Friday I picked up Steve Almond’s latest short story collection, entitled The Evil B.B. Chow and Other Stories, and burned through it over the weekend. In the main, I would say it is at least as compelling as his first collection, My Life in Heavy Metal, with the same balance of really powerful stories and those that you end up feeling are sort of filler. This is simply the peril of working as an author who walks a very thin line between pure prosaic retelling of easily relatable goings-on and the perfectly-timed emotional switch that provides the strange and surprising, breathtaking insight that pulls the whole experience of reading his stories together. Each episode from the lives related (usually centered around relationships, loss, or love and the coming-to-grips associated with each) is made unique, always reiterating the message that, though, yes, we can all recognize love, heartbreak, loneliness, camaraderie, nostalgia, these states only come to be themselves through very personal and unrepeatable circumstances. Just as musicians are only musicians as a group by accident, huddled together by the independent hands of critics and not by the players themselves, who each have their own personal way of visualizing their music, using their emotions, their own personal goals to arrive at through their art, so lovers and friends are, ultimately, each unique in how they arrive at that definition. In one particular story, Lincoln, Arisen, we see Abraham Lincoln as a montage of his life and the world of his dreams through conversations between he and Frederick Douglass the abolitionist that may or may not be happening.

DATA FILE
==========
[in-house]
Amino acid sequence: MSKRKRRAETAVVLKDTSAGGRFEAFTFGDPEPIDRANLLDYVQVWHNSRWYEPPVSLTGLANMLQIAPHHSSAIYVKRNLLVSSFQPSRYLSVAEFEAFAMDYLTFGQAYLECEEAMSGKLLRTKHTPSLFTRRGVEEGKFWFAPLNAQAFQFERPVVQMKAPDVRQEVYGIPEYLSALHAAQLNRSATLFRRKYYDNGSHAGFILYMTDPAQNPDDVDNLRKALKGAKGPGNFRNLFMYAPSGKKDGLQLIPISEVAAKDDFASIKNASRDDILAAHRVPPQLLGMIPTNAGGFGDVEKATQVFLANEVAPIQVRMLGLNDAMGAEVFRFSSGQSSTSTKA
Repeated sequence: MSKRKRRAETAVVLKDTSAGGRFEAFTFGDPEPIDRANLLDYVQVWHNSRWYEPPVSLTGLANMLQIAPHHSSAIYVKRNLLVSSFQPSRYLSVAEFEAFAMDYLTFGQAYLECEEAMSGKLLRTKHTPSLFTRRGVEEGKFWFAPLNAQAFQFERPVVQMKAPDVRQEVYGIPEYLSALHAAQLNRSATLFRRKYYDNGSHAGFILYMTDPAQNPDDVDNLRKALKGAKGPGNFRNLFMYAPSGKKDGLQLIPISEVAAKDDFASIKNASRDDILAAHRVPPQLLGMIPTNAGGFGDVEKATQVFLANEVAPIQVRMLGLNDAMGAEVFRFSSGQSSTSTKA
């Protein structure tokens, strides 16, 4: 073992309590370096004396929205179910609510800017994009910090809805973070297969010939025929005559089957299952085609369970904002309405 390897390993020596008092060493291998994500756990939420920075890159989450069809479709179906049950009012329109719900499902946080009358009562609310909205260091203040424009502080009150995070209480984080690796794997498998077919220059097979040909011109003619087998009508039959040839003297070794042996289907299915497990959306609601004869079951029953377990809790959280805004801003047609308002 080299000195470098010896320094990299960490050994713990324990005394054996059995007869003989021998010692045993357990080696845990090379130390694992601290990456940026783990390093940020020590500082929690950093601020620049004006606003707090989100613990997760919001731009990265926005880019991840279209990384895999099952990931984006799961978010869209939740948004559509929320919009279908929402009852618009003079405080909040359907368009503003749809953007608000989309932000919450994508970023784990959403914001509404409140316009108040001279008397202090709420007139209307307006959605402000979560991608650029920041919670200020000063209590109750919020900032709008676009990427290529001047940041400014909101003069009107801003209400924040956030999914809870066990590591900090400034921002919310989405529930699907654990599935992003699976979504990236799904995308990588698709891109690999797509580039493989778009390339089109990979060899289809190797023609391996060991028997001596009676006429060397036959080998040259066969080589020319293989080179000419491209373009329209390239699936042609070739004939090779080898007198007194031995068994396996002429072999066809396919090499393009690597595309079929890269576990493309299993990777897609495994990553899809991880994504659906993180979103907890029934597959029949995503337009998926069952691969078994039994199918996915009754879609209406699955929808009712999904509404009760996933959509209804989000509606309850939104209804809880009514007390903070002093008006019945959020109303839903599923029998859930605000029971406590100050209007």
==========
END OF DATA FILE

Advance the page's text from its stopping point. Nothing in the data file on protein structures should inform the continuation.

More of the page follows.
“There once was a man who found no happiness in his life. He was sad every moment of the day. His duties were many and without mercy. Senators ran to him in anger. Common men blackened their hearts on his behalf. A nation of mothers cursed his name. he hoped to make himself content through an adherence to God’s will, but when he examined his beliefs found he held none. His wife went insane, Douglass. His children died like flies. his one love perished.” Lincoln’s voice deepens and curls, assumes the timbre of a dream. “He behaved nobly, but for reasons he could not fathom. His faults were but the shadows his virtues cast. He saw himself grimly advancing on history, but came to understand it was the other way around. He grew bored of his own stories and savored none of his achievements. His single respite was sleep. And then that left him too. Hold me, Douglass. All the strange checkered past seems to crowd now upon my mind.”
I suppose I don’t have anything to say about this passage, save that I was moved brutally by the idea that he behaved nobly, but for reasons he could not fathom. In reality, as is recognized by the author in his acknowledgments, the character of Lincoln only feels this way because he feels unrewarded by his path and disappointed. He is not ignorant of his motives. Almond writes in his acknowledgements of Lincoln:
“Let us, in this age of unremitting grievance, choose as he did: to love, to sacrifice, to forgive.”
Good God, the responsibility lies with each of us.